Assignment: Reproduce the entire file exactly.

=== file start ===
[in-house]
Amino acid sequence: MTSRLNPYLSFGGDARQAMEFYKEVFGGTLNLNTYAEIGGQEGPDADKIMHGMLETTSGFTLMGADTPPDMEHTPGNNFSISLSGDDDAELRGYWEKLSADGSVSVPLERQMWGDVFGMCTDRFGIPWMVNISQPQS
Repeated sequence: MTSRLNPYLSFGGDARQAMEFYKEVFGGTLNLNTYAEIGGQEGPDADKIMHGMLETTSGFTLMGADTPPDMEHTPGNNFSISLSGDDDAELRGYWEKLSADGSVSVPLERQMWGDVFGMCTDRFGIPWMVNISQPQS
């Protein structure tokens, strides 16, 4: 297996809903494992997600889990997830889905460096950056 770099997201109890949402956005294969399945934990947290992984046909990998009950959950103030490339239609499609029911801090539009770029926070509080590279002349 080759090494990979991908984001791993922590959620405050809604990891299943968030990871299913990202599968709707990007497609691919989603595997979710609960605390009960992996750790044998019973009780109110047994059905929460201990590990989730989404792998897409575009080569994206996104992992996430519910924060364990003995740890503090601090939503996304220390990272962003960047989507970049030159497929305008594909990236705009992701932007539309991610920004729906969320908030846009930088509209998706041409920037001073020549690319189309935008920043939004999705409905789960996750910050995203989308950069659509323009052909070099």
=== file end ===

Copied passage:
[in-house]
Amino acid sequence: MTSRLNPYLSFGGDARQAMEFYKEVFGGTLNLNTYAEIGGQEGPDADKIMHGMLETTSGFTLMGADTPPDMEHTPGNNFSISLSGDDDAELRGYWEKLSADGSVSVPLERQMWGDVFGMCTDRFGIPWMVNISQPQS
Repeated sequence: MTSRLNPYLSFGGDARQAMEFYKEVFGGTLNLNTYAEIGGQEGPDADKIMHGMLETTSGFTLMGADTPPDMEHTPGNNFSISLSGDDDAELRGYWEKLSADGSVSVPLERQMWGDVFGMCTDRFGIPWMVNISQPQS
């Protein structure tokens, strides 16, 4: 297996809903494992997600889990997830889905460096950056 770099997201109890949402956005294969399945934990947290992984046909990998009950959950103030490339239609499609029911801090539009770029926070509080590279002349 080759090494990979991908984001791993922590959620405050809604990891299943968030990871299913990202599968709707990007497609691919989603595997979710609960605390009960992996750790044998019973009780109110047994059905929460201990590990989730989404792998897409575009080569994206996104992992996430519910924060364990003995740890503090601090939503996304220390990272962003960047989507970049030159497929305008594909990236705009992701932007539309991610920004729906969320908030846009930088509209998706041409920037001073020549690319189309935008920043939004999705409905789960996750910050995203989308950069659509323009052909070099």